Calm has returned to Areha, a town around 14km south of Idleb city, but the tell-tale signs of heavy fighting are all too visible.
Thousands of children and families fled the fighting, many traveling to Idleb city. Displaced from their homes and communities, they moved to shelters in schools or other public buildings, or squeezed into the apartments of friends or family.
Last week, I was part of a UN inter-agency convoy that brought much-needed emergency supplies to the Areha district, including for nearby Muhambel town. It has been months since humanitarian assistance has been able to get through. Even now that the fighting has stopped in this area, the 22-truck convoy had to take a circuitous route to avoid active hot areas.
No one knows how many people were displaced, but more than half of the town's population must have left. While the pre-conflict population of Areha was around 13,000 families, colleagues at the Syrian Arab Red Crescent (SARC) estimate that the current population is approximately 5,000 families. Some families never left town, but others are trickling back now, checking on their homes and making repairs if they can.
The destruction in Areha is particularly severe along the former conflict line, where many buildings are completely destroyed. Others feature shell holes or are otherwise riddled with bullet holes. Many other parts of the town are damaged.
Half of the trucks in the convoy were filled with Unicef supplies, sufficient for 2,800 families. These included blankets, winter clothes, hygiene kits for babies and families, basic water kits, and soap.
Along with Unicef, WFP, UNFPA, UNDP, OCHA, UNDSS, UNHCR, and IOM all contributed to the mission.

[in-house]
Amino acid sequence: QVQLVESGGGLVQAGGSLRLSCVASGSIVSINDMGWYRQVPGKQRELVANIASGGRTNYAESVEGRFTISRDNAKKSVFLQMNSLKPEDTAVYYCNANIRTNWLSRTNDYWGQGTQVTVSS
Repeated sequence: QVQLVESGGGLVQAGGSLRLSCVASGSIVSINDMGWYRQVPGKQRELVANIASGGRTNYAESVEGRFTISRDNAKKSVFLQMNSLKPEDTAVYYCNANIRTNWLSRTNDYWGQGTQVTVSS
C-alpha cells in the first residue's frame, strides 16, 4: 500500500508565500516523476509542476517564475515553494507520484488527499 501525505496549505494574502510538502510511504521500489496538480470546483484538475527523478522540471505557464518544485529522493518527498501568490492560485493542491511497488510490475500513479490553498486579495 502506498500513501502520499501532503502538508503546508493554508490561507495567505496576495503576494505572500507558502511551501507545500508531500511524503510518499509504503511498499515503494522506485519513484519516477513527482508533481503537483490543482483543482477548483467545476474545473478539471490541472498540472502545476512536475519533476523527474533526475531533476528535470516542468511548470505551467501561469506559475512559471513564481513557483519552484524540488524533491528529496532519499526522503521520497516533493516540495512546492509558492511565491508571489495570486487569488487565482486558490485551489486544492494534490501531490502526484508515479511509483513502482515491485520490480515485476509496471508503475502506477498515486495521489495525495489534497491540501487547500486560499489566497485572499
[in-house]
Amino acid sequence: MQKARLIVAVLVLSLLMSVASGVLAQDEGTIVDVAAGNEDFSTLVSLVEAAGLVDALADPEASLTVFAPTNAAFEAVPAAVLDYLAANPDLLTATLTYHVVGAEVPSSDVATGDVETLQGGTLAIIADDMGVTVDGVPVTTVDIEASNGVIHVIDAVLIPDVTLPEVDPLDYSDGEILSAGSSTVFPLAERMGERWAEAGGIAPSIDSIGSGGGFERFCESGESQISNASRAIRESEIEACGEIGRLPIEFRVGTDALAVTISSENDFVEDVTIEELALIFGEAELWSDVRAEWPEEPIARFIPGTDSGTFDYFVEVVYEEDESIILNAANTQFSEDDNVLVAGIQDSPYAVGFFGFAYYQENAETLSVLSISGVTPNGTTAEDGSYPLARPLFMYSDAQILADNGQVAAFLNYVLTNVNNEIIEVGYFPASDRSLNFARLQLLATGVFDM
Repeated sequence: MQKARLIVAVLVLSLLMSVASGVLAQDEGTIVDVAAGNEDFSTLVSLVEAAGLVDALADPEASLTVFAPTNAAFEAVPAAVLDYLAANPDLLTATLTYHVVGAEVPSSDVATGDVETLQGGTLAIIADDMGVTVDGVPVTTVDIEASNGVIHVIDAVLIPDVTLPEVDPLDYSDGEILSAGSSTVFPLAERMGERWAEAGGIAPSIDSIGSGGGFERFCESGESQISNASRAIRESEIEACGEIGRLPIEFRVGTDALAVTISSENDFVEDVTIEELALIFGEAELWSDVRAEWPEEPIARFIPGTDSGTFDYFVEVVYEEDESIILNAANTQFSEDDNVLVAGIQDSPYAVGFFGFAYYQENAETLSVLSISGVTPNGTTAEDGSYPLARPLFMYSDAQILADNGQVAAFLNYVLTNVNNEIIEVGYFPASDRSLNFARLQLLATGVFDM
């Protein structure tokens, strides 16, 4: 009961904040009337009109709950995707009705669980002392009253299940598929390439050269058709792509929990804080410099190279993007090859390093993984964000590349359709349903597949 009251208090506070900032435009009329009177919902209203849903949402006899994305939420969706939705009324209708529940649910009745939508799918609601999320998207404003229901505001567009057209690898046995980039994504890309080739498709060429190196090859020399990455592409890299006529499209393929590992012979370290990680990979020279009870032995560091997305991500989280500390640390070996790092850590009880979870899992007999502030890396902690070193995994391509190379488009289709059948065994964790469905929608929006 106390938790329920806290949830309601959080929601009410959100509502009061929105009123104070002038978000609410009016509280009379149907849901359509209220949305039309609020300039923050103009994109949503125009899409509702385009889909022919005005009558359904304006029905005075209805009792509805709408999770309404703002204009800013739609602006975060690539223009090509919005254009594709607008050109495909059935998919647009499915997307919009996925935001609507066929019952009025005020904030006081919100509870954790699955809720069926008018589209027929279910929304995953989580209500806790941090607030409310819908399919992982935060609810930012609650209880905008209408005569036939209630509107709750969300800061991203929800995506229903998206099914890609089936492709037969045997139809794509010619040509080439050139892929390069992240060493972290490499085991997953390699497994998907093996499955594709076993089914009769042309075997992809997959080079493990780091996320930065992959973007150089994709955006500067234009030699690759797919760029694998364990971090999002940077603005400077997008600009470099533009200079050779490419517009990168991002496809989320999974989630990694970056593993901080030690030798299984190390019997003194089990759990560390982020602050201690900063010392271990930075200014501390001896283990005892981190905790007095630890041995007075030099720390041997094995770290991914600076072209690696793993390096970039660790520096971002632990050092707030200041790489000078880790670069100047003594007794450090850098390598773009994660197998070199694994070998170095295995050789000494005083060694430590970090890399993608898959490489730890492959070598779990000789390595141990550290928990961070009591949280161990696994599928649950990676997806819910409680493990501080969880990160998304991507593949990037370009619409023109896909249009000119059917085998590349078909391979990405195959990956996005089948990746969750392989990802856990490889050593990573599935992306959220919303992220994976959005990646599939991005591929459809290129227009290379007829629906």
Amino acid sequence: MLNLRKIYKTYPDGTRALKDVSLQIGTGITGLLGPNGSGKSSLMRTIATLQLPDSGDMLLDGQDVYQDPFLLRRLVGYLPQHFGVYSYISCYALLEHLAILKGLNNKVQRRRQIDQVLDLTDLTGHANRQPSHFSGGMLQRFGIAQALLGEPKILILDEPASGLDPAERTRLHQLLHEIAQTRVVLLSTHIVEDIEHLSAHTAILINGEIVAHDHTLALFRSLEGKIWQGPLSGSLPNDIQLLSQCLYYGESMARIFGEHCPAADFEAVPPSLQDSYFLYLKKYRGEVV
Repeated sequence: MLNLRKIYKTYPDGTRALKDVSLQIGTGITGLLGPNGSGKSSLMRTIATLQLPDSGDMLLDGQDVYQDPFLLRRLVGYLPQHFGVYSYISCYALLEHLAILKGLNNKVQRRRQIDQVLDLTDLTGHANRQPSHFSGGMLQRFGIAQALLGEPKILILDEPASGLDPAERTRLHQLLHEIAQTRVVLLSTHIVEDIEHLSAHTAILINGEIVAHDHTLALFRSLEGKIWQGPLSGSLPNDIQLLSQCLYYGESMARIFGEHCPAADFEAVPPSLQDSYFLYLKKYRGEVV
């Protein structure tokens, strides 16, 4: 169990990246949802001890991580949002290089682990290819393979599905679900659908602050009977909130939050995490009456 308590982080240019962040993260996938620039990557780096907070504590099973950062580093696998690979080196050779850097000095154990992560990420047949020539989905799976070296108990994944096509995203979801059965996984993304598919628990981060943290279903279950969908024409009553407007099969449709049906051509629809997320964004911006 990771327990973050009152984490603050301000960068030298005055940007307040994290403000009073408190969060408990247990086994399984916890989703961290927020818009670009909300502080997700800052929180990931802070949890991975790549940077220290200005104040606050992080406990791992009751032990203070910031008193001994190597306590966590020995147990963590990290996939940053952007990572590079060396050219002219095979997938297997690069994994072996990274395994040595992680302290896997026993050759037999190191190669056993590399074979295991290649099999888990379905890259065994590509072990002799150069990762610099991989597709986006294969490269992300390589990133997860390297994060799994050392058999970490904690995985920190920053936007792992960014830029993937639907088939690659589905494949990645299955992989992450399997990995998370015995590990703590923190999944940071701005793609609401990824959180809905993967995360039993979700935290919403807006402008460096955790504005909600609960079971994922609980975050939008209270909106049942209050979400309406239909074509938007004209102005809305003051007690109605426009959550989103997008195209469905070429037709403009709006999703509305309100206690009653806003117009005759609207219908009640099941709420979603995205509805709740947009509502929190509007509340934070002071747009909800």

The trucks unloaded their supplies at a warehouse in Areha. Partner organisation SARC will handle distribution to affected children and families. Even in this part of town, where buildings are still standing, many bear the scars of small arms fire.
As the unloading of supplies went on, I noticed a number of children walking by carrying Unicef schoolbags. I spoke to a boy of about 9-10 years of age who told me that he had fled with his family to Idleb city to escape the fighting in Areha. The family stayed with relatives. The boy said he had been able to continue going to school while displaced in Idleb and had been given his Unicef schoolbag, which contained stationary supplies.
With the return of relative calm to Areha, his family had returned home. He said that their house was damaged in the fighting, but they are able to live in it while doing repairs. The boy is back in school in Areha and his routine is gradually returning to normal.
It was inspiring to be able to be part of a mission that is bringing immediate relief to children and families caught up in the on-going conflict. These people are really in need. Some have lost their homes and been through the experience of displacement and uncertainty, not knowing when they could return to their community. Others have lost friends and family. It was really encouraging to see many children who are attending school.
This convoy is part of a comprehensive plan to reach mostly hard-to-reach areas with vital emergency supplies. Although the convoy was a success, there remain many challenges in getting relief supplies to the most vulnerable people, many of whom remain inaccessible due to the conflict.
Read more about the Syria crisis and Unicef's humanitarian response here